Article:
Benefits for business

A third reason for believing that the white paper’s proposals will make life slightly easier for the large numbers of employers who will find themselves having to comply with immigration regulations do not seem entirely consistent with the insistence that the management of migration will be rigorous.  The issue here is that the tens of thousands of often small businesses that are currently employing EU migrant staff under the terms of the no-hassle provisions governing the free movement of workers will find themselves having to go through the rigmarole of registering with the Home Office to become licensed sponsors. This is currently a very expensive and bureaucratic procedure which only a company with a large HR department would consider doing.  The white paper seems to envision an arrangement where ‘umbrella bodies’ – presumably representative trade organisations or labour recruitment agencies – could assume the sponsorship role and all the reporting and liaison with the Home Office that the system entails.  The clunky obligation to scrap the resident labour market test will also be scrapped, together with the cap on the numbers of migrants to be admitted. Expect to see an increase in entrepreneurial activities on the part of labour market agencies in the field of recruitment and the provision of agency staff who will be offering businesses their talents as the managers of their migrant worker needs.

So, the scheme outlined in the policy paper does not seem likely to dampen down on the volume of migration as such.  The abundance of people across the planet with both the formal qualifications that make them eligible to enter the UK under the terms of these policies, together with the need of businesses and public services for a workforce which is hard to find at home, paint a picture for the future which connects a high supply of people willing to migrate to a high number of people wanting to employ them.

In these circumstances we predict that the stronger control mechanism as far as depressing numbers are concerned in these circumstances will not be the restriction of migration to RQF 3-5 skill levels or the £30,000 salary (or whatever figure is finally decided on) but what will amount to impediments on the migration skilled people from developing countries owing the perception of risk being associated with this group.  A few charmed Asian countries out on the Pacific rim might be able to circumvent the worst of these barriers, effectively being granted the ‘honorary white’ status that apartheid South Africa extended to investors from high income countries, but in the great majority of cases the citizens of the nations of Africa, Asia, Latin America and the Caribbean will be found at the back of the queue when it comes to visas being granted to workers.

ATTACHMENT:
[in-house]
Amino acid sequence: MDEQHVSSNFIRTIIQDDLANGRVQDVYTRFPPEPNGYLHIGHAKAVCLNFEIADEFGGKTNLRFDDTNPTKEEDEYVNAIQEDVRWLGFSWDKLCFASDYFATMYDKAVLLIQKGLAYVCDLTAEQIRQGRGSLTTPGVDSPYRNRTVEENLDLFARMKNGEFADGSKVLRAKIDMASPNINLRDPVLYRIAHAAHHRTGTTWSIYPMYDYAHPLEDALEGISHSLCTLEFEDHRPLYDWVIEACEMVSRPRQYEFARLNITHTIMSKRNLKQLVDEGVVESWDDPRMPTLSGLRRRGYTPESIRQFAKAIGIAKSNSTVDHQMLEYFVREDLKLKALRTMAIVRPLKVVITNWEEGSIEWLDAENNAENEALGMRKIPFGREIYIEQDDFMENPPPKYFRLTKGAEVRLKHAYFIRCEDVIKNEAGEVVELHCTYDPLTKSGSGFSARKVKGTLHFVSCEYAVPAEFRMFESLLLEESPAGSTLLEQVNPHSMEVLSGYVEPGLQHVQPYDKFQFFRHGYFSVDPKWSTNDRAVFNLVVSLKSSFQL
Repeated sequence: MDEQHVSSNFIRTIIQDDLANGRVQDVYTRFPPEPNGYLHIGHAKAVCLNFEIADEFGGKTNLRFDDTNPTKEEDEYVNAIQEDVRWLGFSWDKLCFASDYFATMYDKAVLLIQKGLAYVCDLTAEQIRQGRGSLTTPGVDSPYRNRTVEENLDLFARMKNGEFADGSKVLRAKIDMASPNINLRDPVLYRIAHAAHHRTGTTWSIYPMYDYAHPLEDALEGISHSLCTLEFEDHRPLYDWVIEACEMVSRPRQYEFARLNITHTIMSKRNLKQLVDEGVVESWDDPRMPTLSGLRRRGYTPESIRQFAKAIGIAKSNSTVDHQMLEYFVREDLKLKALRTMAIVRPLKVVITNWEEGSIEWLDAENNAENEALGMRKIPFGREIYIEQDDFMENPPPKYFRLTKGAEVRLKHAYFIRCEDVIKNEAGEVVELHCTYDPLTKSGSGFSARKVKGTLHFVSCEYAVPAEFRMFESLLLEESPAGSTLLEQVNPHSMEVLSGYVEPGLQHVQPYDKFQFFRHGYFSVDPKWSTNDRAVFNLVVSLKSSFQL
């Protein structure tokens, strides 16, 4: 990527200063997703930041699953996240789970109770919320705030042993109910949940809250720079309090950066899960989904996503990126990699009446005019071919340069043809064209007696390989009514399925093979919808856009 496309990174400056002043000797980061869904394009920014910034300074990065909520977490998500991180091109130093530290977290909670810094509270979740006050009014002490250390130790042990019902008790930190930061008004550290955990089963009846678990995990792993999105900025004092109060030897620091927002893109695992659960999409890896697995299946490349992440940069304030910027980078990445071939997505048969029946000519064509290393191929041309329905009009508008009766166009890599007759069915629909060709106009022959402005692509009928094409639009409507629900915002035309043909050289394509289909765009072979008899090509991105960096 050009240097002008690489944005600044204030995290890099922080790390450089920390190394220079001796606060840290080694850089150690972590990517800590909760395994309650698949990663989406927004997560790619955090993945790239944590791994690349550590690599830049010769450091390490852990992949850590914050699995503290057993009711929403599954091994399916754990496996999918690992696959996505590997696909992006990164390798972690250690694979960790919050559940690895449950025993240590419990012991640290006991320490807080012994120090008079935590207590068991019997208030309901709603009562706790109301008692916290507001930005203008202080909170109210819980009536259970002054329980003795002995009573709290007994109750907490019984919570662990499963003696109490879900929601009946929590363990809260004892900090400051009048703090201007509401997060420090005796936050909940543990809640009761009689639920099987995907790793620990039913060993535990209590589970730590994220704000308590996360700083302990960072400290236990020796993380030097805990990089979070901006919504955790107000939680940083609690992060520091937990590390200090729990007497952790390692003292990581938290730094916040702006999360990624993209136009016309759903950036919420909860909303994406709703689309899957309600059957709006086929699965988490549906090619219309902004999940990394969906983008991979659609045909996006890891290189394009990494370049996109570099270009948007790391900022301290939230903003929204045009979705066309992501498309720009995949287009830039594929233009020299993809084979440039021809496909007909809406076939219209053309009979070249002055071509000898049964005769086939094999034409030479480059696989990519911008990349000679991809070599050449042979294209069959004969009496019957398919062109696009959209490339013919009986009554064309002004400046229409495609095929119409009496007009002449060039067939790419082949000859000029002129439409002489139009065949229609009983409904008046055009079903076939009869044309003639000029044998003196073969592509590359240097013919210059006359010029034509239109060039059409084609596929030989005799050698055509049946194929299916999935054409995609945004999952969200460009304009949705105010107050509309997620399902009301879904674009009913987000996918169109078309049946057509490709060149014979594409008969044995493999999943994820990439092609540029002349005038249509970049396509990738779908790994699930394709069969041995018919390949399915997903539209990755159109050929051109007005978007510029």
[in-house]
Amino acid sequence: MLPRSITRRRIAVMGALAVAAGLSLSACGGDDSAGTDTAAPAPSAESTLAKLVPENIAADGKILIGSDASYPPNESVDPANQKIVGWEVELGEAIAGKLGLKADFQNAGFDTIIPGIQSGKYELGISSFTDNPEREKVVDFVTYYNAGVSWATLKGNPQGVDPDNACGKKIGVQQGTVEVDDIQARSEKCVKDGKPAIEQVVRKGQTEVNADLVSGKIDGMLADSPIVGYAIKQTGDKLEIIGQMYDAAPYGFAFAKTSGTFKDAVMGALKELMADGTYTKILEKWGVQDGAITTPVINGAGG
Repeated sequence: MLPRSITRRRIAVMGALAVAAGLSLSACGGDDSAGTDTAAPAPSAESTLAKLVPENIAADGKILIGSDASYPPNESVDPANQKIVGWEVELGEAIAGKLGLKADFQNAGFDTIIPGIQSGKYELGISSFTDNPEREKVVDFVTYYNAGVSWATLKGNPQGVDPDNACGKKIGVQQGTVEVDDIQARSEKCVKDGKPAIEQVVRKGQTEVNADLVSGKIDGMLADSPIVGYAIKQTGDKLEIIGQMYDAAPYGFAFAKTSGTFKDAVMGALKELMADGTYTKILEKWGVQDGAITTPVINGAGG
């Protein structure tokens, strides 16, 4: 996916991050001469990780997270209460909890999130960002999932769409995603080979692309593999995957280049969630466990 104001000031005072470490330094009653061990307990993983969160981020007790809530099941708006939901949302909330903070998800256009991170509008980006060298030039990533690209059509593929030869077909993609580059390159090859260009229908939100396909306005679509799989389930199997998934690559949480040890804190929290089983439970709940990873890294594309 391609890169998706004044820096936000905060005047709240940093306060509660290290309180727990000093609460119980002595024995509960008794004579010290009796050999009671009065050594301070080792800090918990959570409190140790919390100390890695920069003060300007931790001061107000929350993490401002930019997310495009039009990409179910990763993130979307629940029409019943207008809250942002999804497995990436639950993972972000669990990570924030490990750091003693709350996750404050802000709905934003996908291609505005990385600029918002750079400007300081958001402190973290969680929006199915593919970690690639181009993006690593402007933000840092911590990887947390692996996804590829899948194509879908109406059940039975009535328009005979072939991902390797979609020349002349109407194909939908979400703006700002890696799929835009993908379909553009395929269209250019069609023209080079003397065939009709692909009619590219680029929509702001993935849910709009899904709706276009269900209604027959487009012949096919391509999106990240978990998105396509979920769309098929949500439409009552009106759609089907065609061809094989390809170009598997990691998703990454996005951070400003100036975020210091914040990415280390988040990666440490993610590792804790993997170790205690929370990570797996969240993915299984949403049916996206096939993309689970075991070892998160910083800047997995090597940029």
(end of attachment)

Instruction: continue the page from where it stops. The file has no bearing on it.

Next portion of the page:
Digital checking and after-entry controls

So, continue to expect high volumes of migration in the years ahead, with most of the opportunities to benefit from the system going to citizens of higher income countries.  Will the British public be satisfied with this arrangement?  Don’t be so sure.  The experiences around the arrival of large numbers of nationals of the new EU member states who arrived in the UK from 2004 onwards showed the large capacity of native citizens with grievances to make unwelcome ‘others’ out of just about anyone.  If the demand for immigration is met mainly from people from higher income countries the government is still likely to have to face criticism for its high-volume immigration numbers.

In anticipation of this the white paper reverts to the strategy attempted by David Blunkett back in the early noughties when as Home Secretary he had to face criticism for letting too many migrants in.  Blunkett tried to face this down with a rhetoric of being ‘as tough as old boots’ in his department’s oversight of immigrants admitted as workers, promising ruthless surveillance of all their movements and a capacity on the part of the state agencies to reach down and grab and deport anyone who was not performing to the standards being set for them.  Biometric ID cards generating digital data combined with comprehensive databases containing all the information needed to police the system was the order of the day back in this earlier period as well.

The same pious hopes for migration managed through “digital delivery” are set out in this latest white paper.  A lot of hopes are pinned on what is describes as a “new digital checking service” which will work with procedures that allocate an “individual immigration status” as the basis of its system of control.  With this in place all of the people playing a role in keeping migrant populations under surveillance – employers, landlords, local authorities and other public service providers – will be able to communicate with the Home Office in something close to real time to make sure individuals are kept shepherded into the places where they are supposed to be, or alternatively, ejected from the UK altogether.